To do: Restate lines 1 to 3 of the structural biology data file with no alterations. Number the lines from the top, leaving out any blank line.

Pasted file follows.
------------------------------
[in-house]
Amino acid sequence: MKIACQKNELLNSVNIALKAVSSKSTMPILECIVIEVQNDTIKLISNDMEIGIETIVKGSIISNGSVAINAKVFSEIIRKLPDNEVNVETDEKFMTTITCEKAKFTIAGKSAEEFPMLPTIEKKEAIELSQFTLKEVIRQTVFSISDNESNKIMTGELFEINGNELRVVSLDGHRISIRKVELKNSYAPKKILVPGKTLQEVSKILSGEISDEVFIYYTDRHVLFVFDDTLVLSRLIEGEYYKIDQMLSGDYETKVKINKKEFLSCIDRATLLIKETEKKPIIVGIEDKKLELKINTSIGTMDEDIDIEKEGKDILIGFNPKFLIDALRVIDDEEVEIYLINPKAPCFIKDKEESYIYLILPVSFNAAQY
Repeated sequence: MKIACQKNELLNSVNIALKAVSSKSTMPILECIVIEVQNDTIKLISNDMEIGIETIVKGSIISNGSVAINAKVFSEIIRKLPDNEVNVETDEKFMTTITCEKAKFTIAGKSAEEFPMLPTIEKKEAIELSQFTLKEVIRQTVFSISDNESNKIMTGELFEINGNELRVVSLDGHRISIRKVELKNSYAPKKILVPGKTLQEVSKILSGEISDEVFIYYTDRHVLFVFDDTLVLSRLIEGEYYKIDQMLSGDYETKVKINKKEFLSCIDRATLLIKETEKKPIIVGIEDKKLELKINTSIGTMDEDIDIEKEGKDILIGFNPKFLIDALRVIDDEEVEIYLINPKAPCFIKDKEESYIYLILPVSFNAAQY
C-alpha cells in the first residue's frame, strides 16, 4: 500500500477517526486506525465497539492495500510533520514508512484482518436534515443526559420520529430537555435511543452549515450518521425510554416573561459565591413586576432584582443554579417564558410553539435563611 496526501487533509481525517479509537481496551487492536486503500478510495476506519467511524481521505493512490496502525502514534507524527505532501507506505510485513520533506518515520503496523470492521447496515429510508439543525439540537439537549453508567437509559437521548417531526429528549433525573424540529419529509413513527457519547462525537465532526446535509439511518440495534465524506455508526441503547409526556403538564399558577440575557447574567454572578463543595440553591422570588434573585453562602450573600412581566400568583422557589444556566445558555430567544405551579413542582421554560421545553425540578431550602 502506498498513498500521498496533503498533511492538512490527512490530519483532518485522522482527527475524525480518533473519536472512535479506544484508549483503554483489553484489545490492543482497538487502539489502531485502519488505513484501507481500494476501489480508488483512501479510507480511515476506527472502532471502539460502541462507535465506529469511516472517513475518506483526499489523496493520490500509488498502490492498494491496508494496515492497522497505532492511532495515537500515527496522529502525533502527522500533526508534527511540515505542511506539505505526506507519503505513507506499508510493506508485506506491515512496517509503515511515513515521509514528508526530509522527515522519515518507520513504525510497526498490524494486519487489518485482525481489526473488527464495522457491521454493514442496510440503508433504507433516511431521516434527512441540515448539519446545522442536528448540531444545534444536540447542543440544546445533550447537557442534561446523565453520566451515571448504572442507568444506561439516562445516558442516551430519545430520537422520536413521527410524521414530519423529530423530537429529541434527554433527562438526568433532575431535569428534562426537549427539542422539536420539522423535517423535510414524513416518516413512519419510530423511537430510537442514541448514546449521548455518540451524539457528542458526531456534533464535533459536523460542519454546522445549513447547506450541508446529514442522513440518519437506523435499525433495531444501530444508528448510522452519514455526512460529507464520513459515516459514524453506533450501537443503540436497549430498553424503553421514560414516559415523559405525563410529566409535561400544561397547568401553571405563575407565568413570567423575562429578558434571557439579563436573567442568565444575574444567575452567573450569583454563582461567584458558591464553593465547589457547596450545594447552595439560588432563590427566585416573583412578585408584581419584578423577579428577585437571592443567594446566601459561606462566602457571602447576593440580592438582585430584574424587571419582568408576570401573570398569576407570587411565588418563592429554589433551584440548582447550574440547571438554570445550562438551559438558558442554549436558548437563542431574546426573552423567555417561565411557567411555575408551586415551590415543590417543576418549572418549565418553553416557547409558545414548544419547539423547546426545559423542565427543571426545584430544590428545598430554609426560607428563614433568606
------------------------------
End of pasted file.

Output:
[in-house]
Amino acid sequence: MKIACQKNELLNSVNIALKAVSSKSTMPILECIVIEVQNDTIKLISNDMEIGIETIVKGSIISNGSVAINAKVFSEIIRKLPDNEVNVETDEKFMTTITCEKAKFTIAGKSAEEFPMLPTIEKKEAIELSQFTLKEVIRQTVFSISDNESNKIMTGELFEINGNELRVVSLDGHRISIRKVELKNSYAPKKILVPGKTLQEVSKILSGEISDEVFIYYTDRHVLFVFDDTLVLSRLIEGEYYKIDQMLSGDYETKVKINKKEFLSCIDRATLLIKETEKKPIIVGIEDKKLELKINTSIGTMDEDIDIEKEGKDILIGFNPKFLIDALRVIDDEEVEIYLINPKAPCFIKDKEESYIYLILPVSFNAAQY
Repeated sequence: MKIACQKNELLNSVNIALKAVSSKSTMPILECIVIEVQNDTIKLISNDMEIGIETIVKGSIISNGSVAINAKVFSEIIRKLPDNEVNVETDEKFMTTITCEKAKFTIAGKSAEEFPMLPTIEKKEAIELSQFTLKEVIRQTVFSISDNESNKIMTGELFEINGNELRVVSLDGHRISIRKVELKNSYAPKKILVPGKTLQEVSKILSGEISDEVFIYYTDRHVLFVFDDTLVLSRLIEGEYYKIDQMLSGDYETKVKINKKEFLSCIDRATLLIKETEKKPIIVGIEDKKLELKINTSIGTMDEDIDIEKEGKDILIGFNPKFLIDALRVIDDEEVEIYLINPKAPCFIKDKEESYIYLILPVSFNAAQY